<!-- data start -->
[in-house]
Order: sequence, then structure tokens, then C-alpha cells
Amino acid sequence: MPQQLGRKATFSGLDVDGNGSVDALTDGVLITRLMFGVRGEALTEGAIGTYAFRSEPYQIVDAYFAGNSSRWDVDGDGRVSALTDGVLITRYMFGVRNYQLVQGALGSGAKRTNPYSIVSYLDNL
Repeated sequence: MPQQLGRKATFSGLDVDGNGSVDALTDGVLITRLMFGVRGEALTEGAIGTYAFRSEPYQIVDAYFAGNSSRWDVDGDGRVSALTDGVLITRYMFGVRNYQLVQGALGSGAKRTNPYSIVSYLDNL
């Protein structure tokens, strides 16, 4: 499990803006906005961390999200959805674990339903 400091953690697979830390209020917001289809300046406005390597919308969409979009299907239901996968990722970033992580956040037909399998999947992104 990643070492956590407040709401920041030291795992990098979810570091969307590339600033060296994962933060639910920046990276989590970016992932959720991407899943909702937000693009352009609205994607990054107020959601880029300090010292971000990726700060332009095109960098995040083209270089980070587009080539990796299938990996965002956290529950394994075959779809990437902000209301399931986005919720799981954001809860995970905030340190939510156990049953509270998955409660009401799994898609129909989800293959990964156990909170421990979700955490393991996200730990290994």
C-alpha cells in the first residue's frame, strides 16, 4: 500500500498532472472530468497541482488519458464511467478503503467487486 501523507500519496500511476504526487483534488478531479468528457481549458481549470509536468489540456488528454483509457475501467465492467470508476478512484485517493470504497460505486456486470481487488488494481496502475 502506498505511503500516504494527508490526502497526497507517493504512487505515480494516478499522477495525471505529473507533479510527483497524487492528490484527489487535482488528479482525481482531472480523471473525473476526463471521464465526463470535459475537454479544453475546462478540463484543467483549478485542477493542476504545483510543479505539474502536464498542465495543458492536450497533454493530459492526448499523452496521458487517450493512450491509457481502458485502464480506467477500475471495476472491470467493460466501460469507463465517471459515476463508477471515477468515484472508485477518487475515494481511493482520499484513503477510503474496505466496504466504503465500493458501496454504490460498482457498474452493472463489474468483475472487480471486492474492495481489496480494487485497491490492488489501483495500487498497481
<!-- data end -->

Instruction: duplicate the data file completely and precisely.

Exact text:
[in-house]
Order: sequence, then structure tokens, then C-alpha cells
Amino acid sequence: MPQQLGRKATFSGLDVDGNGSVDALTDGVLITRLMFGVRGEALTEGAIGTYAFRSEPYQIVDAYFAGNSSRWDVDGDGRVSALTDGVLITRYMFGVRNYQLVQGALGSGAKRTNPYSIVSYLDNL
Repeated sequence: MPQQLGRKATFSGLDVDGNGSVDALTDGVLITRLMFGVRGEALTEGAIGTYAFRSEPYQIVDAYFAGNSSRWDVDGDGRVSALTDGVLITRYMFGVRNYQLVQGALGSGAKRTNPYSIVSYLDNL
């Protein structure tokens, strides 16, 4: 499990803006906005961390999200959805674990339903 400091953690697979830390209020917001289809300046406005390597919308969409979009299907239901996968990722970033992580956040037909399998999947992104 990643070492956590407040709401920041030291795992990098979810570091969307590339600033060296994962933060639910920046990276989590970016992932959720991407899943909702937000693009352009609205994607990054107020959601880029300090010292971000990726700060332009095109960098995040083209270089980070587009080539990796299938990996965002956290529950394994075959779809990437902000209301399931986005919720799981954001809860995970905030340190939510156990049953509270998955409660009401799994898609129909989800293959990964156990909170421990979700955490393991996200730990290994």
C-alpha cells in the first residue's frame, strides 16, 4: 500500500498532472472530468497541482488519458464511467478503503467487486 501523507500519496500511476504526487483534488478531479468528457481549458481549470509536468489540456488528454483509457475501467465492467470508476478512484485517493470504497460505486456486470481487488488494481496502475 502506498505511503500516504494527508490526502497526497507517493504512487505515480494516478499522477495525471505529473507533479510527483497524487492528490484527489487535482488528479482525481482531472480523471473525473476526463471521464465526463470535459475537454479544453475546462478540463484543467483549478485542477493542476504545483510543479505539474502536464498542465495543458492536450497533454493530459492526448499523452496521458487517450493512450491509457481502458485502464480506467477500475471495476472491470467493460466501460469507463465517471459515476463508477471515477468515484472508485477518487475515494481511493482520499484513503477510503474496505466496504466504503465500493458501496454504490460498482457498474452493472463489474468483475472487480471486492474492495481489496480494487485497491490492488489501483495500487498497481